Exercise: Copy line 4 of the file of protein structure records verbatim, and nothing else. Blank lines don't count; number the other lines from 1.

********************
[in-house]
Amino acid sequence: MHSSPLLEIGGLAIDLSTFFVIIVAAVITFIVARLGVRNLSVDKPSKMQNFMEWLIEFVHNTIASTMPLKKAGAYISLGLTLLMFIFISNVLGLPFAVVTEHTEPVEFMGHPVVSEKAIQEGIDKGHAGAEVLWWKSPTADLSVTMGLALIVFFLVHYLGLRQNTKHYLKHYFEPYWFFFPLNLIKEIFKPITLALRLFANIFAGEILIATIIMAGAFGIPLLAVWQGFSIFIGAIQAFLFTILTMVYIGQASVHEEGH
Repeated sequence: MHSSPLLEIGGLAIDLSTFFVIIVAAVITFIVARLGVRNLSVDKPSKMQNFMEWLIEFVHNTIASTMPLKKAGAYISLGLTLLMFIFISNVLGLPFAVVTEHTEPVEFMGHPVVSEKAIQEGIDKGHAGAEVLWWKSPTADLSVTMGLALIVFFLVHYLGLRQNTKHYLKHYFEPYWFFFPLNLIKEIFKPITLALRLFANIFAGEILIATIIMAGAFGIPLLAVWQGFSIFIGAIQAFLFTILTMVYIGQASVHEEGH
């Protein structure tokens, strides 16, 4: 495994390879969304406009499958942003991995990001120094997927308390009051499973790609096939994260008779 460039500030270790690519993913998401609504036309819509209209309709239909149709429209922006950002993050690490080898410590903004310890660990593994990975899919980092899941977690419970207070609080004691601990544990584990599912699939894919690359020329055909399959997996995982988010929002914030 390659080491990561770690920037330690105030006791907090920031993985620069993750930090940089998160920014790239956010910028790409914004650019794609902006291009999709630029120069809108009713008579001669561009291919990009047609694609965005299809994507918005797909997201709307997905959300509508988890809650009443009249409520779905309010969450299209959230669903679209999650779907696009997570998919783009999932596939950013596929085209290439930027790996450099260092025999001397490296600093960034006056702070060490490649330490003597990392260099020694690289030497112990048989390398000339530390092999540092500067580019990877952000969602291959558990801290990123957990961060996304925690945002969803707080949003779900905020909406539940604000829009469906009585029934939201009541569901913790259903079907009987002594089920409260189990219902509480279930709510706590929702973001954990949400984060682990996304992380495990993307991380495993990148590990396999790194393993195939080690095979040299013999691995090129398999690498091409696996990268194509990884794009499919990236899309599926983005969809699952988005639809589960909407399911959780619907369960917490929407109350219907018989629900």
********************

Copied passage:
């Protein structure tokens, strides 16, 4: 495994390879969304406009499958942003991995990001120094997927308390009051499973790609096939994260008779 460039500030270790690519993913998401609504036309819509209209309709239909149709429209922006950002993050690490080898410590903004310890660990593994990975899919980092899941977690419970207070609080004691601990544990584990599912699939894919690359020329055909399959997996995982988010929002914030 390659080491990561770690920037330690105030006791907090920031993985620069993750930090940089998160920014790239956010910028790409914004650019794609902006291009999709630029120069809108009713008579001669561009291919990009047609694609965005299809994507918005797909997201709307997905959300509508988890809650009443009249409520779905309010969450299209959230669903679209999650779907696009997570998919783009999932596939950013596929085209290439930027790996450099260092025999001397490296600093960034006056702070060490490649330490003597990392260099020694690289030497112990048989390398000339530390092999540092500067580019990877952000969602291959558990801290990123957990961060996304925690945002969803707080949003779900905020909406539940604000829009469906009585029934939201009541569901913790259903079907009987002594089920409260189990219902509480279930709510706590929702973001954990949400984060682990996304992380495990993307991380495993990148590990396999790194393993195939080690095979040299013999691995090129398999690498091409696996990268194509990884794009499919990236899309599926983005969809699952988005639809589960909407399911959780619907369960917490929407109350219907018989629900």